in a wilderness, one afraid of another." Our modern stories afford vs many notable examples.. iHenry the third of France, jealous of Henry of Lorain Duke of Guise, Anno. 1588. caused him to be murdered in his own chamber. Lewes the eleventh was so suspitious, he durst not trust his ehildren, every man about him he suspected for a traitor : Many strange tricks Comineus telleth of him. How jealous was our Henry the 'fourth of King Richard the second, so long as he lived, after he was deposed? and of his own son Henry in his later daies? which the Prince well perceiving, came to visit his father in his sickness, in a watchet velvet gown, full of oilet holes, and with needles sticking in them, (as an embleme of Jealousie) and so pacified his suspitious father, after some speeches and protestations, which he had used to that purpose. Perpetual imprisonment, as that of Robert TM Duke of Normandy, in the daies of Henry the first, forbidding of inarriage to some persons, with such like edicts and prohibitions, are ordinary in all states. In a word (" as he said) three things cause Jealousie, a mighty state, a rich treasure, a fair wife; or where there is a crackt title, much tyranny, and exactions. In our state, as being freed from all these fears and miseries, we may be most secure and happy under the raign of our fortunate Prince,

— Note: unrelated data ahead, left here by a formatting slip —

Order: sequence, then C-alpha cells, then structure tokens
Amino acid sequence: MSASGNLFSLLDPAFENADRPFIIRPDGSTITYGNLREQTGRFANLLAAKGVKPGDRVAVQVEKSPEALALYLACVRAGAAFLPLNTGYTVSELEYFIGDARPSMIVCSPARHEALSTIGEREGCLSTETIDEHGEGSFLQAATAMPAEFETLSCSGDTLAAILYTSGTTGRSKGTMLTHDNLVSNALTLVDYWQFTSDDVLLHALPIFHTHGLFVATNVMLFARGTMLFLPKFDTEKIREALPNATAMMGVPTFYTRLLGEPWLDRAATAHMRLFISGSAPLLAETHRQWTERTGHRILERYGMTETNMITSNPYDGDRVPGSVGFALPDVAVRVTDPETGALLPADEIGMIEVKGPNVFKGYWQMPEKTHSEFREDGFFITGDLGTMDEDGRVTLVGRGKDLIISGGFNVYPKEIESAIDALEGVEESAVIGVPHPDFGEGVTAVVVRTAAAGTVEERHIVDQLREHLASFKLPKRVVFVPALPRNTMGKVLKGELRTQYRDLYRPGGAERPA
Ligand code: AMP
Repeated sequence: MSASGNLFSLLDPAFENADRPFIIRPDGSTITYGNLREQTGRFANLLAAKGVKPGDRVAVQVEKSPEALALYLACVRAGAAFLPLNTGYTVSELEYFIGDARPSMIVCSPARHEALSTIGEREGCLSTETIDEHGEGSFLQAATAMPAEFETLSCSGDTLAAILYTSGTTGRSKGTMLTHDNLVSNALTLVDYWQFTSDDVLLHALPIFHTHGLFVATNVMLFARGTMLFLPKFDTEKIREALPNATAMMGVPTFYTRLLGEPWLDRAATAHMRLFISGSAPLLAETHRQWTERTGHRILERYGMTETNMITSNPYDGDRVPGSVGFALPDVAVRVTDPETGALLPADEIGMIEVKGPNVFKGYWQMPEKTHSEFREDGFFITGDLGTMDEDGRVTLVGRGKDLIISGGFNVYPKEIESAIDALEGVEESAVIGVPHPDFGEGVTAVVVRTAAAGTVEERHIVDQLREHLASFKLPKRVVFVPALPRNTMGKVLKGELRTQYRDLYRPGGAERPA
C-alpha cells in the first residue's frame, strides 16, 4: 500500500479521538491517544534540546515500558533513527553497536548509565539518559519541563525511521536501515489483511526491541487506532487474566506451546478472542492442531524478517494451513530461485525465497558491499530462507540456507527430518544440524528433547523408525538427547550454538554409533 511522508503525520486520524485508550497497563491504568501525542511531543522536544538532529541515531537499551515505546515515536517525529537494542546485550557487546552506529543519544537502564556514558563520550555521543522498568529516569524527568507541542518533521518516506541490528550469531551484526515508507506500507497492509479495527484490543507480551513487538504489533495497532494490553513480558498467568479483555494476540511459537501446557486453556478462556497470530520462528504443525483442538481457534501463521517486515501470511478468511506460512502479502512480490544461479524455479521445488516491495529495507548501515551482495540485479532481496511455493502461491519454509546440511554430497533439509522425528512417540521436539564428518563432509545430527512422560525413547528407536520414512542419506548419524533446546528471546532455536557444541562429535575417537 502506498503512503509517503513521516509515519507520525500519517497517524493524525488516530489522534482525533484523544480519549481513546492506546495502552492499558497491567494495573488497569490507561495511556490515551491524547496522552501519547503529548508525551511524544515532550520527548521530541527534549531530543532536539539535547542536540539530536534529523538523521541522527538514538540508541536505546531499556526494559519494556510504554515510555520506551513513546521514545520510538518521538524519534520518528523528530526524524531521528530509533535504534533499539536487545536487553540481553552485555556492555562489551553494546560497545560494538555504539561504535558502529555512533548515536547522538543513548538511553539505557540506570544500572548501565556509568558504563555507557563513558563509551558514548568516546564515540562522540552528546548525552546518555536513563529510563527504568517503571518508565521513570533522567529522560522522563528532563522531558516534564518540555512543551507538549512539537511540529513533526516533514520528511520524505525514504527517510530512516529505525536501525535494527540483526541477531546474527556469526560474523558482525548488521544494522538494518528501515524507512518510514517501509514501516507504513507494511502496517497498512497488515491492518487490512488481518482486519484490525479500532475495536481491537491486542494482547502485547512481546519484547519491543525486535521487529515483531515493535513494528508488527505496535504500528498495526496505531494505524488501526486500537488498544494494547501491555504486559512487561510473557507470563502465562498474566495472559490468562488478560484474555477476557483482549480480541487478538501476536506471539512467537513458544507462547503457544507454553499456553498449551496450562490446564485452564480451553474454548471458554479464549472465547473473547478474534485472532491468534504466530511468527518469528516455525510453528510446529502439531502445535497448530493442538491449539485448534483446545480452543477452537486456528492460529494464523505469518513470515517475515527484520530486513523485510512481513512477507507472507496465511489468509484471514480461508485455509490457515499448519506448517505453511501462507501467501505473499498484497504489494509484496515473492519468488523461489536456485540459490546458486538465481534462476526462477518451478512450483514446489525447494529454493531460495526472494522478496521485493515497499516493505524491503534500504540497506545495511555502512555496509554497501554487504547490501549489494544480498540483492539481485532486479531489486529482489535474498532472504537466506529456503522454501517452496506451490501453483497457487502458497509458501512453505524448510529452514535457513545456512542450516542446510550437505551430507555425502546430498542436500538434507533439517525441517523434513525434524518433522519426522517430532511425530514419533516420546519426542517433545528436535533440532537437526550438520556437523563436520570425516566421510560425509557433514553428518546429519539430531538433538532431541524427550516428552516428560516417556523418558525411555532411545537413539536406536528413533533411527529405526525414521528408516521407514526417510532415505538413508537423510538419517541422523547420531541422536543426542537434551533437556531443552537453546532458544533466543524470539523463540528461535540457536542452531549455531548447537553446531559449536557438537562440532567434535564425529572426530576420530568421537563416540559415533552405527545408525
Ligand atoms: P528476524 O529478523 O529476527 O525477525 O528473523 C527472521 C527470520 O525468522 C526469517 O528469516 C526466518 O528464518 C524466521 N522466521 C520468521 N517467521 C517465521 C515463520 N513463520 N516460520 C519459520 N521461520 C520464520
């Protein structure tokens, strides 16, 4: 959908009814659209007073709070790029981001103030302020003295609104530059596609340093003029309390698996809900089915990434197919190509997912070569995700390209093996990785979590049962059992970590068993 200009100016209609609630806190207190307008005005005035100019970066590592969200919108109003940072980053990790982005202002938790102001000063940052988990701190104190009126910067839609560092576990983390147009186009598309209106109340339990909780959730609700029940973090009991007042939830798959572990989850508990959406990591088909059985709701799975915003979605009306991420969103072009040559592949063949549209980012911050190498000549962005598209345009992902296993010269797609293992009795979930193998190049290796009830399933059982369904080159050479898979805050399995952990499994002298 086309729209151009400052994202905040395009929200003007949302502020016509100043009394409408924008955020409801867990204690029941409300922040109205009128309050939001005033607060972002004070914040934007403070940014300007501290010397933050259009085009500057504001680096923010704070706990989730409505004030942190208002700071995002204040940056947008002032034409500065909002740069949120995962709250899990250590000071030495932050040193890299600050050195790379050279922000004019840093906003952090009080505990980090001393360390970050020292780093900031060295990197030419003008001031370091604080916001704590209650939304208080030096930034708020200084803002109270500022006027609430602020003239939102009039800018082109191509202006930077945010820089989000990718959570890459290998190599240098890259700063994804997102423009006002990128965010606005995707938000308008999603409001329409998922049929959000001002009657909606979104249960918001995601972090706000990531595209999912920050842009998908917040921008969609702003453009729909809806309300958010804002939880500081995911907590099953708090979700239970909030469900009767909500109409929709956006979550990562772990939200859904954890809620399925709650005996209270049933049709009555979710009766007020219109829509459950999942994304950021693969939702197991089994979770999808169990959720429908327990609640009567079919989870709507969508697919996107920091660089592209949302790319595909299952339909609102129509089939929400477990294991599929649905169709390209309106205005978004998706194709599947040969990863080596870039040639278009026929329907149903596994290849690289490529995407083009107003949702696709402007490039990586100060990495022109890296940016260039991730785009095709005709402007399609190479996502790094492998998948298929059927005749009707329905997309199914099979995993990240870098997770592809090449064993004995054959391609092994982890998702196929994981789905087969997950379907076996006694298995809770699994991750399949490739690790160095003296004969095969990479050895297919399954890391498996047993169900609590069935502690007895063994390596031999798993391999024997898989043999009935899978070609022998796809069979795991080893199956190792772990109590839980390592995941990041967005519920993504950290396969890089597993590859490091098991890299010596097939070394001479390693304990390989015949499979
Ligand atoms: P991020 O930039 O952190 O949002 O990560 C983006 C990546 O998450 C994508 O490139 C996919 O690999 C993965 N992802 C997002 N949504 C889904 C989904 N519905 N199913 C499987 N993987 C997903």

•His fortune hath indebted him to none
But to all his people universally; i t
And not to them but for their love alone,
Which they account as placed worthily.
He is so set, he hath no cause to be
Jealous, or dreadfull of disloyalty;
Thé pedistall whereon his groatness stands.
Is held of all our hearts, and all our hands. Hon


But I rove, I confess. These æquivocations, Jealousies, and many such, which crucifie the souls of men, are not here pro. perly meant, or in this distinction of ours included, but that alone which is for beauty, tending to love; and wherein they can brook no corrival, or endure any participation: and this Jealousie belongs as well to bruite beasts, as men. Some creaWres, saith p Vives, Swans, Doves, Cocks, Bulls, &c. are jealous as well as men, and as much moved, for fear of communion.

i Serres fol. 56. Neap. belli lib. 5. nulli prorsus homini fidebat, omnes insidiari sibi putabat.. Camden's. Remaines. m Mat. Paris. R.T. notis in blason jealousie. Daniel in his Panegyrick to the King. 3. de anima cap de zel. Animalia quædam zelotypia tanguntur, ut olores, columba, galli, tauri, &c. ob metum communionis.

? Grege

« ? Grege pro toto bella juvenci,
Si conjugio timuere suo,
Poscunt timidi prælia cervi,
Et mugitus dant concepti signa furoris."
In Venus' cause what mighty battles make
Your raving Bulls, and stirs for their herds sake!
And Harts and Bueks that are so timorous,